More than 2 million Americans have manic-depressive illness. It is extremely distressing and disruptive to their lives.

Like any serious illness, bipolar disorder also creates problems for spouses, family members, friends, and employers.

Family members of people with bipolar disorder often have to cope with serious behavioral problems (such as wild spending sprees) and the lasting consequences of these behaviors.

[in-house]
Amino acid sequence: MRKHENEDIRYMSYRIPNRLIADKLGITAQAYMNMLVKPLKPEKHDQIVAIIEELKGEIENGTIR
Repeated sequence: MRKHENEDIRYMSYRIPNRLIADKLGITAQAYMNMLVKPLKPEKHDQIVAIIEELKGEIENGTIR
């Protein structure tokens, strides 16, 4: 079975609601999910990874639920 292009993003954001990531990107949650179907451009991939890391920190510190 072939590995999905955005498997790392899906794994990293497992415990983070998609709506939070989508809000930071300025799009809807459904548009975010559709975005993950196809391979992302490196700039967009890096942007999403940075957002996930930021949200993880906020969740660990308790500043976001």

Bipolar disorder tends to run in families, and there is strong evidence that it is inherited. However, despite ongoing research efforts, a specific genetic defect associated with the disease has not yet been identified.

Bipolar illness has been diagnosed in children under age 12, although it is not common in this age bracket. The symptoms can be confused with attention-deficit/hyperactivity disorder, so careful diagnosis is necessary.